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Is Your Business Ready for Blockchain?

A photo illustration of cryptocurrencies.A photo illustration of cryptocurrencies.
A photo illustration of cryptocurrencies. Beyond cryptocurrency, there are many important uses for blockchain in businesses but CEOs need to determine which is right for them.Yu Chun Christopher Wong—S3studio/Getty Images

Blockchain is moving beyond cryptocurrency, and it’s worth paying attention—especially since successful prototypes show that blockchain, also known as distributed ledger technology, will be transformative.

In fact, blockchain has the potential to fundamentally change how we share information, buy and sell things, interact with government, prove our identity, and even verify the authenticity of everything—from the food we eat to the medicine we take to who we say we are. It will also augment other advanced technologies: For example, supercharging both artificial intelligence and the Internet of Things. When you consider moving from the identity of humans to the identity of companies to connected devices to bots, the possibilities become truly endless.

But before racing to adopt blockchain, every CEO should be asking two basic questions: How might my industry and company use blockchain? And, should I be a first mover—or should I monitor, prepare, and then participate?

Let’s start with the first question. At its core, blockchain is a technology that creates a transparent and secure record of transactions, allows multiple parties to have a single source of truth in near-real time, and enables you to control access to the information, making it almost impossible to change the historical record. How can you capitalize on it? The answer is to treat it like any other business decision: determine the problem or opportunity it can address; consider whether it is a strategic priority for you; understand if there is a competitive advantage to using blockchain first, rather than other options; and calculate its return on investment.

Make no mistake, blockchain will be a game changer, but it is not the answer to every business opportunity or problem. Thinking of it as a goal is simply a misconception: Blockchain is a technology, not an outcome, and successfully implementing a solution with blockchain is less about technology capability and more about a company’s ability to work with other companies and create new business models. Blockchain should be used to address opportunities and problems that lack easier answers. Today, more often than not, other digital investments will offer faster returns and be more strategic in the short term—not to mention being much simpler to implement. But no large-scale digital transformation should be undertaken without considering how blockchain could be used in the future.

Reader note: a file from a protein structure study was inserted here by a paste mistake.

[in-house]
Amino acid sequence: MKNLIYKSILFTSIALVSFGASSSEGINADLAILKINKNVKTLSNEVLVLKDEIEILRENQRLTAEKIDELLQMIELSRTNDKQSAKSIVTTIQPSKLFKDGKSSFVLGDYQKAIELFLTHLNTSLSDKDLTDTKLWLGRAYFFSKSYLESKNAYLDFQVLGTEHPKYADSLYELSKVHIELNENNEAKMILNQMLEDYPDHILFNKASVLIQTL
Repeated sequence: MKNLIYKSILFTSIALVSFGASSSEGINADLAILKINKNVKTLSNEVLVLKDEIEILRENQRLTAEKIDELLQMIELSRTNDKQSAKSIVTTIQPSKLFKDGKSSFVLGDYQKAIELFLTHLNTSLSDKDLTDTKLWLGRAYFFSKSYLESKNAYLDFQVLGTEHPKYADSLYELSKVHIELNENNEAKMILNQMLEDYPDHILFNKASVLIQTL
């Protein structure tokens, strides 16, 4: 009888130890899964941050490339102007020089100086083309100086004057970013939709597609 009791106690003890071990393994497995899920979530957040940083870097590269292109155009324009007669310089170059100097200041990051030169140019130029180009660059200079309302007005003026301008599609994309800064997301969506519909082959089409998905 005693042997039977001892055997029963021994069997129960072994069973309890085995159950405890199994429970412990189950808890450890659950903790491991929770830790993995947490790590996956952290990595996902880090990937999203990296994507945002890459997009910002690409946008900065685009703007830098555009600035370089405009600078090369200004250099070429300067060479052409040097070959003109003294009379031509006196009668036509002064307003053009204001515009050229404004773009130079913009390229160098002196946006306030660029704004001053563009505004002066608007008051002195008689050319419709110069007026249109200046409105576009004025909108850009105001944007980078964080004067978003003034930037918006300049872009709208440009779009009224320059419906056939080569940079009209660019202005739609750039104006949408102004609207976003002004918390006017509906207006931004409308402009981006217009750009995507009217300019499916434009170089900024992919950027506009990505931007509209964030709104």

For many companies, the answer to the second question is to monitor, prepare, and participate. But this isn’t code for wait and watch. On the contrary, blockchain solutions deployed by your competitors first could pose serious strategic challenges to your business. You should identify a senior business leader who will be responsible for understanding and tracking what’s happening with blockchain and how it may be applied in your industry so you can make the most informed decisions and develop a clear strategy.

It is also critical to understand what it will take to execute when the time is right for blockchain. The technology opens the door to new ways of working, and to take full advantage, you’ll need sufficient influence to bring all the involved parties along in the chain, as well as team leaders with the mindset to conduct business in a new way.

Blockchain is complicated yet full of opportunity. We’ve been working with companies and industry consortiums to test the technology aimed at solving difficult problems in demanding environments. For example, we’ve seen prototypes securely track and trace medicines from manufacturers to consumers across countries, successfully process more than 100 million securities trades a day, and validate more than 900,000 kilograms of cocoa beans as free of slave labor.

At Accenture we’re partnering with the World Economic Forum on a digital identity pilot that uses biometrics and blockchain to address the public safety and cost challenges of travel, as international arrivals are predicted to grow to 1.8 billion by 2030.

The early results are promising: They’re proving blockchain’s ability to scale and to enhance efficiency, authentication, speed, transparency, accuracy, and trust. Looking forward, driven by the need to innovate continuously, companies will begin to move from piloting and experimenting with blockchain—and other advanced technologies like artificial intelligence—to ramping up usage at speed and scale for a competitive edge.

It’s clear blockchain is coming and businesses must be ready—know what ready means for you.

Julie Sweet is CEO of Accenture North America.